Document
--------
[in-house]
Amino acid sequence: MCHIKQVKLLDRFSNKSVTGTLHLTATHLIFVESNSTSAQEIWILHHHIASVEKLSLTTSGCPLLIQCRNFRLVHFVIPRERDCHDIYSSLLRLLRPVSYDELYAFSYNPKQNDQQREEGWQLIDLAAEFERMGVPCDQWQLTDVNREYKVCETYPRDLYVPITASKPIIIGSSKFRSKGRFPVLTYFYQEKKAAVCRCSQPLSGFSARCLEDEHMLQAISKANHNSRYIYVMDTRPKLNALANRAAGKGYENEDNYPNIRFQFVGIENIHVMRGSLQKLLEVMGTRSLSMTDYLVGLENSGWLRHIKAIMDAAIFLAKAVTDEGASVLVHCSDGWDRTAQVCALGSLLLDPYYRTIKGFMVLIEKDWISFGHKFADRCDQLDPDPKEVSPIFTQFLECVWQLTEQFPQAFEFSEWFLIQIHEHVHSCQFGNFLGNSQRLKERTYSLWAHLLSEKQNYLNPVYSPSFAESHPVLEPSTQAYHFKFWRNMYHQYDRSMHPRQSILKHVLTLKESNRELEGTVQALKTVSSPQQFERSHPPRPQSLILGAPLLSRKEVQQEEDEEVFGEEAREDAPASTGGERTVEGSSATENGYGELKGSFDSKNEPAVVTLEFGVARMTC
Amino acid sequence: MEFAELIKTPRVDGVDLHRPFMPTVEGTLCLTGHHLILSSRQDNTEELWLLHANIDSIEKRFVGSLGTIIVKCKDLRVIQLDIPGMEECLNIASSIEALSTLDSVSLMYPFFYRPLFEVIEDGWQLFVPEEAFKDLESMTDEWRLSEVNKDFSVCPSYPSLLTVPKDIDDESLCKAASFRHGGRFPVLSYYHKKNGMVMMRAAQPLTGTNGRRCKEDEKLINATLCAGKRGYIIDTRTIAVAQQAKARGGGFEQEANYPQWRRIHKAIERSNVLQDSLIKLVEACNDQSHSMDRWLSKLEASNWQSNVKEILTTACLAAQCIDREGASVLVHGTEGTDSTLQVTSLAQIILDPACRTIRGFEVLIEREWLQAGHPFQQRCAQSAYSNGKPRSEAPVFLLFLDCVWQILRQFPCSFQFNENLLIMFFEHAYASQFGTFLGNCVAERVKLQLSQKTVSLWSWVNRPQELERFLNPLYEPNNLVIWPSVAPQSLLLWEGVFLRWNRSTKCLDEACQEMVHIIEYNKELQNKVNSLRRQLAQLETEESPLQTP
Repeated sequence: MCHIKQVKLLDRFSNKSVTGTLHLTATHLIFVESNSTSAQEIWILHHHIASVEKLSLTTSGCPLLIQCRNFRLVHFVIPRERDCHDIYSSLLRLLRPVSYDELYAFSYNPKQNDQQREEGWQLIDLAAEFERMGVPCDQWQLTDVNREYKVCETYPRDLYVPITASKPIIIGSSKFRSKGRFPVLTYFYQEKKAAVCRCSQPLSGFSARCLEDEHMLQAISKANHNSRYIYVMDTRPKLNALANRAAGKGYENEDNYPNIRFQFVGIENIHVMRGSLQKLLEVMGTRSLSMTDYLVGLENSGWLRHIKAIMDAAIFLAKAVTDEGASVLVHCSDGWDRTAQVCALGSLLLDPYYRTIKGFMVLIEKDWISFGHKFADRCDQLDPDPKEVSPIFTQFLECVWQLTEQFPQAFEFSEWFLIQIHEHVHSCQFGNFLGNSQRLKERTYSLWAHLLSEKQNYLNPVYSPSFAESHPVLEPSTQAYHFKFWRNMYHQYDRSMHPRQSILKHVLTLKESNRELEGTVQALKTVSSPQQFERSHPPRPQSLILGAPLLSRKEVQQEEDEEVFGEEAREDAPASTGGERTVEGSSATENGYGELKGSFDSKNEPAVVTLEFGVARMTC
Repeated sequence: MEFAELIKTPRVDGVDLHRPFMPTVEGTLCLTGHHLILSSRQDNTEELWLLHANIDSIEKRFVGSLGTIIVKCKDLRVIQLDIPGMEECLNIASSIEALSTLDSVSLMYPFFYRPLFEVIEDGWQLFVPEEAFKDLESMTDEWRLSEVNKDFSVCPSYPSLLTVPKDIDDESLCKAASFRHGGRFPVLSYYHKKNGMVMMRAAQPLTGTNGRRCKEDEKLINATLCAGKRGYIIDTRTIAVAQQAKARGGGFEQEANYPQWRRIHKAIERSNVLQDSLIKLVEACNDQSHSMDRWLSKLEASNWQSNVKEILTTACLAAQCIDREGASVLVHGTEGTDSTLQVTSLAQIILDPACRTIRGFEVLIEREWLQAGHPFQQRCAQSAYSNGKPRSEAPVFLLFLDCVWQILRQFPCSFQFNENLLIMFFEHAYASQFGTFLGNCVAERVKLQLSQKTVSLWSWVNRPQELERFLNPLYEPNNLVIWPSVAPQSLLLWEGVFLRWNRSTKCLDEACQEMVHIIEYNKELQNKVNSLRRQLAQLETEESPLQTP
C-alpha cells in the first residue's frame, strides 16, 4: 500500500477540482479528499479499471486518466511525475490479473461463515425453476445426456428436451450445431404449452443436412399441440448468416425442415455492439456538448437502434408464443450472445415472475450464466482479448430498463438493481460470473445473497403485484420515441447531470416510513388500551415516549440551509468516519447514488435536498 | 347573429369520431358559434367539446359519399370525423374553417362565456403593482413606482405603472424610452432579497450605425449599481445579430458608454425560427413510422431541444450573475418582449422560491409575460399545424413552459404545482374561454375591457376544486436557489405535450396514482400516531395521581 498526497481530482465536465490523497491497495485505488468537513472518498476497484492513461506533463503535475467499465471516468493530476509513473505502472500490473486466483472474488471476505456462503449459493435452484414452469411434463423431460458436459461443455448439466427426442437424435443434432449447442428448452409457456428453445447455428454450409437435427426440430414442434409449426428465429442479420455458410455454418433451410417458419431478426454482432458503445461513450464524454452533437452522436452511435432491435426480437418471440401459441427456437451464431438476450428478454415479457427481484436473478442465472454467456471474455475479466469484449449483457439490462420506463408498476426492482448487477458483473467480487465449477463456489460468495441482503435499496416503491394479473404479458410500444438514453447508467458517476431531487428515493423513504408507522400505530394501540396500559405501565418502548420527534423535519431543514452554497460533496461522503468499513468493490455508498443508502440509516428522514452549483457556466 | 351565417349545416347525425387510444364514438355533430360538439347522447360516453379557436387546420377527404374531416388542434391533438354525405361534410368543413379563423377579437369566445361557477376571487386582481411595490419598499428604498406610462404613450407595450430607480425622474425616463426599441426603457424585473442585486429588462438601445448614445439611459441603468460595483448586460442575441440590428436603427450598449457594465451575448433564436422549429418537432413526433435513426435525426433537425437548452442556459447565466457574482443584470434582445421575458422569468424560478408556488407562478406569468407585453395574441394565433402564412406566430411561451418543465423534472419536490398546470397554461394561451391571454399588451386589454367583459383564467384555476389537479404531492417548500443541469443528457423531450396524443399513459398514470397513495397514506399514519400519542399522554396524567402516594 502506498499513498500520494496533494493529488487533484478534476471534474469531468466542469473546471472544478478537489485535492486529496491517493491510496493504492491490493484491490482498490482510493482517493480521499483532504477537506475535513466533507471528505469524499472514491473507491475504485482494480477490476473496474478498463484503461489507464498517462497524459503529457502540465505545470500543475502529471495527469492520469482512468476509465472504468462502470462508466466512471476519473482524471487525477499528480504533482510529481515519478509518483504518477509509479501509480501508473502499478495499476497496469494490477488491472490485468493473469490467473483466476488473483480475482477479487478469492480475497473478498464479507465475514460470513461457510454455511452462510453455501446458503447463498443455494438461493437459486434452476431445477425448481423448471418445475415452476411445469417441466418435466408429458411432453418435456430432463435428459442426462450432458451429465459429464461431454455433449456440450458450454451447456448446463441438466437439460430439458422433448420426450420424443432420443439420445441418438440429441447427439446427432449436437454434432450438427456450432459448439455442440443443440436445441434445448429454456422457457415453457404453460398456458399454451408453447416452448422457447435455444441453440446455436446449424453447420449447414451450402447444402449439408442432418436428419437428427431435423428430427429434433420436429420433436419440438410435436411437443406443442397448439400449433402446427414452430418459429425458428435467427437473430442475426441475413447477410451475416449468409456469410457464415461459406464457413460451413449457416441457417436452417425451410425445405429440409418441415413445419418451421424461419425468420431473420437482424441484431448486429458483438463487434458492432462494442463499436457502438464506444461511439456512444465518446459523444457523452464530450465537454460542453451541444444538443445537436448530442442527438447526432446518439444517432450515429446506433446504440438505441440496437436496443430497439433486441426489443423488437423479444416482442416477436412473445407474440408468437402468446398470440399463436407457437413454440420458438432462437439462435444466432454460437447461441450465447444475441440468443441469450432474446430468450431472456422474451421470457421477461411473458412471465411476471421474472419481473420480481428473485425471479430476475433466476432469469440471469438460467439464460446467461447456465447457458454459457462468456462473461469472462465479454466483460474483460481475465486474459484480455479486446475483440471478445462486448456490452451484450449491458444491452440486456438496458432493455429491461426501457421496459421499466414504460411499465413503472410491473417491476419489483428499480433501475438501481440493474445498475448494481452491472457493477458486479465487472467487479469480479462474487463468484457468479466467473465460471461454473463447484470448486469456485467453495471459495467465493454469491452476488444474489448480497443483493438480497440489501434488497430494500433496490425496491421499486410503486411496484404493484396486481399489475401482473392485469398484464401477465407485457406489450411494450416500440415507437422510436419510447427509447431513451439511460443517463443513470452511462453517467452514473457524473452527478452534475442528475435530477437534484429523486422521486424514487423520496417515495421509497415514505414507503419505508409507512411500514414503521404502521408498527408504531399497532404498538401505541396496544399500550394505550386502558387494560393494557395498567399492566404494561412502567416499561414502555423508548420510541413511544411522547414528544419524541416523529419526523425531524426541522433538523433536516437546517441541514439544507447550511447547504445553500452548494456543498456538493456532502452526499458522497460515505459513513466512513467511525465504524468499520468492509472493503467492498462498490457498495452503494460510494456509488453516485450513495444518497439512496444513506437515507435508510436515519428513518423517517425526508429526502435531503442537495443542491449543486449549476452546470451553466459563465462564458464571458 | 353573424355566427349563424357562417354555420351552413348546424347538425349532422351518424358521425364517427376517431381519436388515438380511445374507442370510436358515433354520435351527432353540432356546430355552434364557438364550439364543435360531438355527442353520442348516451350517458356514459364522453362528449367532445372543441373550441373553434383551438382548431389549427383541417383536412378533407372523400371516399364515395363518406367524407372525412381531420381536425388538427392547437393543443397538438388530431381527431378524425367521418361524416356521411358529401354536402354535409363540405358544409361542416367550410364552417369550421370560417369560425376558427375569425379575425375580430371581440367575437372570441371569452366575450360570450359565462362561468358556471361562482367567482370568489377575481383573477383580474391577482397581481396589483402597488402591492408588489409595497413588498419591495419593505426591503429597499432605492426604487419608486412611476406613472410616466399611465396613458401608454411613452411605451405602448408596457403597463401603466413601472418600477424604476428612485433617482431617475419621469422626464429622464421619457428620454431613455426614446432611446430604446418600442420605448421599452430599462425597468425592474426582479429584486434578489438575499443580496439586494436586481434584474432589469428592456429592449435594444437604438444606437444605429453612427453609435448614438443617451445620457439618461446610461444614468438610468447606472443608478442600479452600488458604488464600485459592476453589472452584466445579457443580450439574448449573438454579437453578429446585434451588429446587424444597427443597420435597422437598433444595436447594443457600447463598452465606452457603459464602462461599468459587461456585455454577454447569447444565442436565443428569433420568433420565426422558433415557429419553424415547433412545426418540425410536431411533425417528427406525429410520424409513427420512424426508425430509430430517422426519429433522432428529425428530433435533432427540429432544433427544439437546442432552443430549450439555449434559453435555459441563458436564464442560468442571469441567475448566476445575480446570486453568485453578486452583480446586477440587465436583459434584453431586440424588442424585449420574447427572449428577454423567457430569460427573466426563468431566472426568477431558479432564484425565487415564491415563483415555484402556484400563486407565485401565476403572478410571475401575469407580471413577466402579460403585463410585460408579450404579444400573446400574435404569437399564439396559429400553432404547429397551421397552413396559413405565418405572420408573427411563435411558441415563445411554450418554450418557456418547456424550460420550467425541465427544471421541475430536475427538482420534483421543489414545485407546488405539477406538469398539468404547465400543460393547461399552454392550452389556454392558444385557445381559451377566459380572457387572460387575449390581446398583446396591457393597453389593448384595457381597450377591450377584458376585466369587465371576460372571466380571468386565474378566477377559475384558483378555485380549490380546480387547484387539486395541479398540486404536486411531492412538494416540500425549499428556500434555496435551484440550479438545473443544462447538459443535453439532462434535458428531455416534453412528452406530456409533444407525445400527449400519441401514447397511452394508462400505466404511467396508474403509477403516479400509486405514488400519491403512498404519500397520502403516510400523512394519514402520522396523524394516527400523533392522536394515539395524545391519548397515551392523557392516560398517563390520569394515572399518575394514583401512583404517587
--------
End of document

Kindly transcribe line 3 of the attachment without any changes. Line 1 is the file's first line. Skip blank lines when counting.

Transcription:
Amino acid sequence: MEFAELIKTPRVDGVDLHRPFMPTVEGTLCLTGHHLILSSRQDNTEELWLLHANIDSIEKRFVGSLGTIIVKCKDLRVIQLDIPGMEECLNIASSIEALSTLDSVSLMYPFFYRPLFEVIEDGWQLFVPEEAFKDLESMTDEWRLSEVNKDFSVCPSYPSLLTVPKDIDDESLCKAASFRHGGRFPVLSYYHKKNGMVMMRAAQPLTGTNGRRCKEDEKLINATLCAGKRGYIIDTRTIAVAQQAKARGGGFEQEANYPQWRRIHKAIERSNVLQDSLIKLVEACNDQSHSMDRWLSKLEASNWQSNVKEILTTACLAAQCIDREGASVLVHGTEGTDSTLQVTSLAQIILDPACRTIRGFEVLIEREWLQAGHPFQQRCAQSAYSNGKPRSEAPVFLLFLDCVWQILRQFPCSFQFNENLLIMFFEHAYASQFGTFLGNCVAERVKLQLSQKTVSLWSWVNRPQELERFLNPLYEPNNLVIWPSVAPQSLLLWEGVFLRWNRSTKCLDEACQEMVHIIEYNKELQNKVNSLRRQLAQLETEESPLQTP